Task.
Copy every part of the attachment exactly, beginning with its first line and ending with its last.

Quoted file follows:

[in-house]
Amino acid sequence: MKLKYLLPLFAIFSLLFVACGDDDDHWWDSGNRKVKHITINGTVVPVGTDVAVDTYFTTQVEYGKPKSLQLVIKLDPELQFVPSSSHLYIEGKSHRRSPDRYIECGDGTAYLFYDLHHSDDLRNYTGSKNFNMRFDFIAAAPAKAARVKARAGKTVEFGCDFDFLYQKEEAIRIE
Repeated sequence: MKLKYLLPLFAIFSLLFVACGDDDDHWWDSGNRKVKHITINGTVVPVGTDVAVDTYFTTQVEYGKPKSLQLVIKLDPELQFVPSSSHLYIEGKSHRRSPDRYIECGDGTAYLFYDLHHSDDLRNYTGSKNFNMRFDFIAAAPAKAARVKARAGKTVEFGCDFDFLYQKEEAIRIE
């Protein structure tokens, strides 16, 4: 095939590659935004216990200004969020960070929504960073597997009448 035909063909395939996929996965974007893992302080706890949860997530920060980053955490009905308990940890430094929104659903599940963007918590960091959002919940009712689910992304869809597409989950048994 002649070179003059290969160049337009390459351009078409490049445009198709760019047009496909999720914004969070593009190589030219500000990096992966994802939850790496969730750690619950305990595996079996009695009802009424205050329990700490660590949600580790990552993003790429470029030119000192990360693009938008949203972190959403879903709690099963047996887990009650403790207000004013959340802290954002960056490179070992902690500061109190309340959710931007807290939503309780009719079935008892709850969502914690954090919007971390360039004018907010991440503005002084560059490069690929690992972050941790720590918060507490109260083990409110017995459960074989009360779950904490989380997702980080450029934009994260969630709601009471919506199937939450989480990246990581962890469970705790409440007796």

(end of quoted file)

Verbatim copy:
[in-house]
Amino acid sequence: MKLKYLLPLFAIFSLLFVACGDDDDHWWDSGNRKVKHITINGTVVPVGTDVAVDTYFTTQVEYGKPKSLQLVIKLDPELQFVPSSSHLYIEGKSHRRSPDRYIECGDGTAYLFYDLHHSDDLRNYTGSKNFNMRFDFIAAAPAKAARVKARAGKTVEFGCDFDFLYQKEEAIRIE
Repeated sequence: MKLKYLLPLFAIFSLLFVACGDDDDHWWDSGNRKVKHITINGTVVPVGTDVAVDTYFTTQVEYGKPKSLQLVIKLDPELQFVPSSSHLYIEGKSHRRSPDRYIECGDGTAYLFYDLHHSDDLRNYTGSKNFNMRFDFIAAAPAKAARVKARAGKTVEFGCDFDFLYQKEEAIRIE
């Protein structure tokens, strides 16, 4: 095939590659935004216990200004969020960070929504960073597997009448 035909063909395939996929996965974007893992302080706890949860997530920060980053955490009905308990940890430094929104659903599940963007918590960091959002919940009712689910992304869809597409989950048994 002649070179003059290969160049337009390459351009078409490049445009198709760019047009496909999720914004969070593009190589030219500000990096992966994802939850790496969730750690619950305990595996079996009695009802009424205050329990700490660590949600580790990552993003790429470029030119000192990360693009938008949203972190959403879903709690099963047996887990009650403790207000004013959340802290954002960056490179070992902690500061109190309340959710931007807290939503309780009719079935008892709850969502914690954090919007971390360039004018907010991440503005002084560059490069690929690992972050941790720590918060507490109260083990409110017995459960074989009360779950904490989380997702980080450029934009994260969630709601009471919506199937939450989480990246990581962890469970705790409440007796």